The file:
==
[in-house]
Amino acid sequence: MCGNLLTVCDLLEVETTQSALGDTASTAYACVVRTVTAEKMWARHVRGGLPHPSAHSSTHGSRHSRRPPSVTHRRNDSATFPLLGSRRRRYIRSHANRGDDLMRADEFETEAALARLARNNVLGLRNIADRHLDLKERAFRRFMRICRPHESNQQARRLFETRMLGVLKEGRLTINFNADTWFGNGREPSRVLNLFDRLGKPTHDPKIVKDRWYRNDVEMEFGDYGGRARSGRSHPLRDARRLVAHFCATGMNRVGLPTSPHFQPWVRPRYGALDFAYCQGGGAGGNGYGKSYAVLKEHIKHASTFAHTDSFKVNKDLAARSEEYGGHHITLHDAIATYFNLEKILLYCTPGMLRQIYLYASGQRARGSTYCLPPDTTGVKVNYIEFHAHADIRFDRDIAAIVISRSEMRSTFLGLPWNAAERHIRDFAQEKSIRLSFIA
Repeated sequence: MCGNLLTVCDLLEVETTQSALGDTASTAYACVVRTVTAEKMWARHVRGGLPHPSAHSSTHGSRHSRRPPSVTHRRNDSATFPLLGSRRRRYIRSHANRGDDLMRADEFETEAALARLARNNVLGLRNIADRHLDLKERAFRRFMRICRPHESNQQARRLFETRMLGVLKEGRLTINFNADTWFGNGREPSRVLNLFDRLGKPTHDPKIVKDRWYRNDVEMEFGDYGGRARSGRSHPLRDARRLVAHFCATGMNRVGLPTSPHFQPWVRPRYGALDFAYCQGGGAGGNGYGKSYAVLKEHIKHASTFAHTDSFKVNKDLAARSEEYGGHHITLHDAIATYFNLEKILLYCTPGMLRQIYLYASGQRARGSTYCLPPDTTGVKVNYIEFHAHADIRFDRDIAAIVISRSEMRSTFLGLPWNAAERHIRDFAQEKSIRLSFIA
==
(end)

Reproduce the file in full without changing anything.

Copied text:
[in-house]
Amino acid sequence: MCGNLLTVCDLLEVETTQSALGDTASTAYACVVRTVTAEKMWARHVRGGLPHPSAHSSTHGSRHSRRPPSVTHRRNDSATFPLLGSRRRRYIRSHANRGDDLMRADEFETEAALARLARNNVLGLRNIADRHLDLKERAFRRFMRICRPHESNQQARRLFETRMLGVLKEGRLTINFNADTWFGNGREPSRVLNLFDRLGKPTHDPKIVKDRWYRNDVEMEFGDYGGRARSGRSHPLRDARRLVAHFCATGMNRVGLPTSPHFQPWVRPRYGALDFAYCQGGGAGGNGYGKSYAVLKEHIKHASTFAHTDSFKVNKDLAARSEEYGGHHITLHDAIATYFNLEKILLYCTPGMLRQIYLYASGQRARGSTYCLPPDTTGVKVNYIEFHAHADIRFDRDIAAIVISRSEMRSTFLGLPWNAAERHIRDFAQEKSIRLSFIA
Repeated sequence: MCGNLLTVCDLLEVETTQSALGDTASTAYACVVRTVTAEKMWARHVRGGLPHPSAHSSTHGSRHSRRPPSVTHRRNDSATFPLLGSRRRRYIRSHANRGDDLMRADEFETEAALARLARNNVLGLRNIADRHLDLKERAFRRFMRICRPHESNQQARRLFETRMLGVLKEGRLTINFNADTWFGNGREPSRVLNLFDRLGKPTHDPKIVKDRWYRNDVEMEFGDYGGRARSGRSHPLRDARRLVAHFCATGMNRVGLPTSPHFQPWVRPRYGALDFAYCQGGGAGGNGYGKSYAVLKEHIKHASTFAHTDSFKVNKDLAARSEEYGGHHITLHDAIATYFNLEKILLYCTPGMLRQIYLYASGQRARGSTYCLPPDTTGVKVNYIEFHAHADIRFDRDIAAIVISRSEMRSTFLGLPWNAAERHIRDFAQEKSIRLSFIA